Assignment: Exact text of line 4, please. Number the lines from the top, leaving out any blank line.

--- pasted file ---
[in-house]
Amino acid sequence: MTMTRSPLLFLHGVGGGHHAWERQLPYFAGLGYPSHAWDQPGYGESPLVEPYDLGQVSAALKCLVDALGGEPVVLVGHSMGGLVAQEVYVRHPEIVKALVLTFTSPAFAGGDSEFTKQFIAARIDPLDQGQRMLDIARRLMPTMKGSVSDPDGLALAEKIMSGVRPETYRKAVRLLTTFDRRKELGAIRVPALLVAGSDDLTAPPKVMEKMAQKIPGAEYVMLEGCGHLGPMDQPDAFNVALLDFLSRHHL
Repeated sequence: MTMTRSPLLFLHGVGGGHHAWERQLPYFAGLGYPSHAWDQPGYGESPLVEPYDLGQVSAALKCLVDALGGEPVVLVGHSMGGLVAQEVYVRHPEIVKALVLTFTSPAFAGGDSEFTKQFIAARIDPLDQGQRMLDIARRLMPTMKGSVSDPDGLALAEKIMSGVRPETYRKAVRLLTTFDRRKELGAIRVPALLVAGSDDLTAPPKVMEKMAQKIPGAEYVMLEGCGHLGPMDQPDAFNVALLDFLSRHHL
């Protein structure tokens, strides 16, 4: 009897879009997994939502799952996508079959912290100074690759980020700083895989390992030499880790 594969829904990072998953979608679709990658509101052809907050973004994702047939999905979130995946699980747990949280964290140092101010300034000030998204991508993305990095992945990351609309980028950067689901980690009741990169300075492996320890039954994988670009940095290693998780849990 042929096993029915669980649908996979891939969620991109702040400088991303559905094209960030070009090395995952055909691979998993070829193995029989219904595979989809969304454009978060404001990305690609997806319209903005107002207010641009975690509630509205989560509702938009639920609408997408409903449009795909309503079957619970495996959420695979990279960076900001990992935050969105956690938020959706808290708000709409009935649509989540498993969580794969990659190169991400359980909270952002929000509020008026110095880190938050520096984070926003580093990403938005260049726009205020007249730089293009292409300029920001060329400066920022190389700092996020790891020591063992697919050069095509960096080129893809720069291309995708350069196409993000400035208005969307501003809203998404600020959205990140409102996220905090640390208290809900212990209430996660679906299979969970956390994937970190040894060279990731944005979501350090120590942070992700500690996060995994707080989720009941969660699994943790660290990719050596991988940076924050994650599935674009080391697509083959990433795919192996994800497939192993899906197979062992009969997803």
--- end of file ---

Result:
């Protein structure tokens, strides 16, 4: 009897879009997994939502799952996508079959912290100074690759980020700083895989390992030499880790 594969829904990072998953979608679709990658509101052809907050973004994702047939999905979130995946699980747990949280964290140092101010300034000030998204991508993305990095992945990351609309980028950067689901980690009741990169300075492996320890039954994988670009940095290693998780849990 042929096993029915669980649908996979891939969620991109702040400088991303559905094209960030070009090395995952055909691979998993070829193995029989219904595979989809969304454009978060404001990305690609997806319209903005107002207010641009975690509630509205989560509702938009639920609408997408409903449009795909309503079957619970495996959420695979990279960076900001990992935050969105956690938020959706808290708000709409009935649509989540498993969580794969990659190169991400359980909270952002929000509020008026110095880190938050520096984070926003580093990403938005260049726009205020007249730089293009292409300029920001060329400066920022190389700092996020790891020591063992697919050069095509960096080129893809720069291309995708350069196409993000400035208005969307501003809203998404600020959205990140409102996220905090640390208290809900212990209430996660679906299979969970956390994937970190040894060279990731944005979501350090120590942070992700500690996060995994707080989720009941969660699994943790660290990719050596991988940076924050994650599935674009080391697509083959990433795919192996994800497939192993899906197979062992009969997803």